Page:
2.50
Hdl Handle:
http://hdl.handle.net/2436/3666
Title:
Self-efficacy and degree choice among sports coaching and physical education students
Authors:
Horrell, Andrew; Lane, Andrew M.; O'Leary, Nick; Barber, Alison
Abstract:
This study investigates self-efficacy perceptions among Level 1 Sports students and Level 1 Physical Education (P.E.) students. Consistent with previous research (Bandura, 1997), we hypothesised that self-efficacy would be associated with course selection, and that efficacy expectations would be associated with performance accomplishments. An outcome of the present study is to aid module development in P.E. and coaching modules, and thereby enhance the student experience by improving the quality of provision. Further, we suggest that findings from the study could also help identify competencies that incoming students should seek to acquire, and therefore, could help develop guidelines to appropriately market the different degree pathways.
Citation:
CELT Learning and Teaching Projects 2003/04
Publisher:
University of Wolverhampton
Issue Date:
2004
URI:
http://hdl.handle.net/2436/3666
Additional Links:
http://www.wlv.ac.uk/celt
Type:
Book chapter
Language:
en
Description:
Report of a CELT project on supporting students through innovation and research
ISBN:
0954211642
Appears in Collections:
Institute for Learning Enhancement (ILE); Sport, Exercise and Health Research Group; Learning and Teaching in Sport, Exercise and Performance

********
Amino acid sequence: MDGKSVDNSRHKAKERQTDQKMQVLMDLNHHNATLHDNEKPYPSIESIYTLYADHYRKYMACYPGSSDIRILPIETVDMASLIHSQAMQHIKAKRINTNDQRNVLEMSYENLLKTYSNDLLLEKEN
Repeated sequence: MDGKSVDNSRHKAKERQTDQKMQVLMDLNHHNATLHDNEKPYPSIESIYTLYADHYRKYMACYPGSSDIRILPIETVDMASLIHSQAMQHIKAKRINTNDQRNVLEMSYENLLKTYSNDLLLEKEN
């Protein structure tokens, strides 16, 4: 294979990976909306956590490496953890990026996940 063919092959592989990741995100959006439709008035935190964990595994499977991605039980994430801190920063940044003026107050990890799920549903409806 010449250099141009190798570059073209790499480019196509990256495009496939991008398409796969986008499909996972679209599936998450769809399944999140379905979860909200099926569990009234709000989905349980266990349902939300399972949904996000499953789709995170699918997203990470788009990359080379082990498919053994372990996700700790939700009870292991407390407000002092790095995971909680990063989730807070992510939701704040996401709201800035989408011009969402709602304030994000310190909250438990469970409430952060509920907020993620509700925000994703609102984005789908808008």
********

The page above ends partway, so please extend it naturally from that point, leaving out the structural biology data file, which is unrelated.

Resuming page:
Full metadata record

DC FieldValue Language
dc.contributor.authorHorrell, Andrew-
dc.contributor.authorLane, Andrew M.-
dc.contributor.authorO'Leary, Nick-
dc.contributor.authorBarber, Alison-
dc.date.accessioned2006-08-02T10:51:31Z-
dc.date.available2006-08-02T10:51:31Z-
dc.date.issued2004-
dc.identifier.citationCELT Learning and Teaching Projects 2003/04en
dc.identifier.isbn0954211642-
dc.identifier.urihttp://hdl.handle.net/2436/3666-
dc.descriptionReport of a CELT project on supporting students through innovation and researchen
dc.description.abstractThis study investigates self-efficacy perceptions among Level 1 Sports students and Level 1 Physical Education (P.E.) students. Consistent with previous research (Bandura, 1997), we hypothesised that self-efficacy would be associated with course selection, and that efficacy expectations would be associated with performance accomplishments. An outcome of the present study is to aid module development in P.E. and coaching modules, and thereby enhance the student experience by improving the quality of provision. Further, we suggest that findings from the study could also help identify competencies that incoming students should seek to acquire, and therefore, could help develop guidelines to appropriately market the different degree pathways.en
dc.format.extent111306 bytes-
dc.format.mimetypeapplication/pdf-
dc.language.isoenen
dc.publisherUniversity of Wolverhamptonen
dc.relation.urlhttp://www.wlv.ac.uk/celten
dc.subjectSelf-efficacyen
dc.subjectPhysical educationen
dc.subjectSports coachingen
dc.subjectUndergraduate studentsen
dc.subjectDegree choiceen
dc.subjectCourse selectionen
dc.subjectStudents-
dc.titleSelf-efficacy and degree choice among sports coaching and physical education studentsen
dc.typeBook chapteren
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